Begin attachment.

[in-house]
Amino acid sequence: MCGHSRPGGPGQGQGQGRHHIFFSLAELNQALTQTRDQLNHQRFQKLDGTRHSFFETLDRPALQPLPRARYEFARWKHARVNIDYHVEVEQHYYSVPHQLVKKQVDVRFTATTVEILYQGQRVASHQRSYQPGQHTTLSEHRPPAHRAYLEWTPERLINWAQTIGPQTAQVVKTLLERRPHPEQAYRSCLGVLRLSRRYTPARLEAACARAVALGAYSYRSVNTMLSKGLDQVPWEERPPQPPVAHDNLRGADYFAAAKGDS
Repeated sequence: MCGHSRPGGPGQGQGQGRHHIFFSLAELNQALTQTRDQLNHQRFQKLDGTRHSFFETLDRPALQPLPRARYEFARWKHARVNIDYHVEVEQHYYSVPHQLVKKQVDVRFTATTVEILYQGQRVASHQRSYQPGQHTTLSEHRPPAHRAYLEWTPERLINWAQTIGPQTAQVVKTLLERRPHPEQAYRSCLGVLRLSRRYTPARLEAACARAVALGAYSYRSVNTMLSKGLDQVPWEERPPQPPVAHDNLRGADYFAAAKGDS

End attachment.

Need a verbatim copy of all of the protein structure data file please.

[in-house]
Amino acid sequence: MCGHSRPGGPGQGQGQGRHHIFFSLAELNQALTQTRDQLNHQRFQKLDGTRHSFFETLDRPALQPLPRARYEFARWKHARVNIDYHVEVEQHYYSVPHQLVKKQVDVRFTATTVEILYQGQRVASHQRSYQPGQHTTLSEHRPPAHRAYLEWTPERLINWAQTIGPQTAQVVKTLLERRPHPEQAYRSCLGVLRLSRRYTPARLEAACARAVALGAYSYRSVNTMLSKGLDQVPWEERPPQPPVAHDNLRGADYFAAAKGDS
Repeated sequence: MCGHSRPGGPGQGQGQGRHHIFFSLAELNQALTQTRDQLNHQRFQKLDGTRHSFFETLDRPALQPLPRARYEFARWKHARVNIDYHVEVEQHYYSVPHQLVKKQVDVRFTATTVEILYQGQRVASHQRSYQPGQHTTLSEHRPPAHRAYLEWTPERLINWAQTIGPQTAQVVKTLLERRPHPEQAYRSCLGVLRLSRRYTPARLEAACARAVALGAYSYRSVNTMLSKGLDQVPWEERPPQPPVAHDNLRGADYFAAAKGDS